A woman in a breezy sundress was seen riding her city bike through Toa Payoh one afternoon, pedalling at a leisurely pace.
In ordinary circumstances, none of this would be news.
However, this particular woman was riding on the Pan Island Expressway (PIE) in the midst of heavy traffic, as a short Facebook video clip showed:
The cyclist kept to the left side of the road, and did not appear to have obstructed traffic in the 45-second video clip, even overtaking many vehicles caught in slow-moving traffic.
However, riding on expressways is illegal and cyclists who are caught may be liable to be fined up to S$2,000 or imprisoned for up to six months.
Additionally, she rode without a helmet, in contravention of the mandatory helmet law in effect since Feb. 1, 2019.
Commenters concluded — perhaps from her hair colour — that she was a foreigner, and speculated that she could have been unaware of the law in Singapore.
Some also suggested that she may have been rushing to attend to an emergency.
One commenter offered a plausible explanation as to how the cyclist may have ended up on the expressway:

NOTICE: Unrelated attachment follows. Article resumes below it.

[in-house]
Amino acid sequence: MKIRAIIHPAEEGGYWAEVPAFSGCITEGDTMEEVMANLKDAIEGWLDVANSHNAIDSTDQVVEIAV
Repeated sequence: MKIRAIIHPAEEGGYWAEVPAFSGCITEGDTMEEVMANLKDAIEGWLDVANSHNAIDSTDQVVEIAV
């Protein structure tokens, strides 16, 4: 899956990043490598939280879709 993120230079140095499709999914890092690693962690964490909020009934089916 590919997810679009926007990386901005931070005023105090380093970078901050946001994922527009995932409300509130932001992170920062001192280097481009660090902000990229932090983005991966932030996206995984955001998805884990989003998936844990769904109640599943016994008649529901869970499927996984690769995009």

Incidents of cyclists on expressways
A number of cyclists have been filmed riding brazenly on expressways.
In November, 2020 the authorities issued a reminder to cyclists that they are not permitted to ride their bicycles, including Power Assisted Bicycles, on expressways.
According to the Road Traffic Act, cyclists are not allowed on the following expressways:
- Ayer Rajah Expressway
- Bukit Timah Expressway
- Central Expressway
- East Coast Parkway
- Kallang Paya Lebar Expressway
- Kranji Expressway
- Marina Coastal Expressway
- Pan Island Expressway
- Seletar Expressway
- Tampines Expressway
Cyclists are also not allowed to ride in tunnels, including the Fort Canning Tunnel, Woodsville Tunnel and Sentosa Gateway Tunnel.
The authorities also said they would take action against road users who choose to flout traffic rules.
Top images via video by Zaid Khan on Facebook
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